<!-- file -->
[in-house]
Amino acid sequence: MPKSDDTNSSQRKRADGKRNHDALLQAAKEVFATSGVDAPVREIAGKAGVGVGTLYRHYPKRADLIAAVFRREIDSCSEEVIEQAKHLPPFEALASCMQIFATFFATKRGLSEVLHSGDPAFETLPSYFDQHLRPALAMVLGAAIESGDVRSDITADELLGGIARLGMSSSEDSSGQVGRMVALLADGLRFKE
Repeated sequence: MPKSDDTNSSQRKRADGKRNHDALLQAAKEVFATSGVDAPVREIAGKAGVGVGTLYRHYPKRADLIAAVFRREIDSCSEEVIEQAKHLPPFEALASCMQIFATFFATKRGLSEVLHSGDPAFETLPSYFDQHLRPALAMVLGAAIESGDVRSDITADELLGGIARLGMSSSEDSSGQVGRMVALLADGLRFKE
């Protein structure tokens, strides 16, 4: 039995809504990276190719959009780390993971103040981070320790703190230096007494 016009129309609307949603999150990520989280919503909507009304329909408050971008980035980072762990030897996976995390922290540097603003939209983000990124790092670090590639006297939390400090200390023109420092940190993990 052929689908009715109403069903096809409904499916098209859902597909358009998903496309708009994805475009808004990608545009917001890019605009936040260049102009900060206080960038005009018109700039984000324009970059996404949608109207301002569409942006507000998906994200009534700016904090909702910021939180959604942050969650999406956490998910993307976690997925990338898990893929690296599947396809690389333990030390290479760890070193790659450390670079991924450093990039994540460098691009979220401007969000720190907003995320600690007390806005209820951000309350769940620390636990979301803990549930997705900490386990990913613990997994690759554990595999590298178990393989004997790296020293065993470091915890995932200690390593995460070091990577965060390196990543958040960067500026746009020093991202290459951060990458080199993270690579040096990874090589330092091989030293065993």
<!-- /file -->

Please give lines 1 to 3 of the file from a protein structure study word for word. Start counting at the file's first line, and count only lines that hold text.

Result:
[in-house]
Amino acid sequence: MPKSDDTNSSQRKRADGKRNHDALLQAAKEVFATSGVDAPVREIAGKAGVGVGTLYRHYPKRADLIAAVFRREIDSCSEEVIEQAKHLPPFEALASCMQIFATFFATKRGLSEVLHSGDPAFETLPSYFDQHLRPALAMVLGAAIESGDVRSDITADELLGGIARLGMSSSEDSSGQVGRMVALLADGLRFKE
Repeated sequence: MPKSDDTNSSQRKRADGKRNHDALLQAAKEVFATSGVDAPVREIAGKAGVGVGTLYRHYPKRADLIAAVFRREIDSCSEEVIEQAKHLPPFEALASCMQIFATFFATKRGLSEVLHSGDPAFETLPSYFDQHLRPALAMVLGAAIESGDVRSDITADELLGGIARLGMSSSEDSSGQVGRMVALLADGLRFKE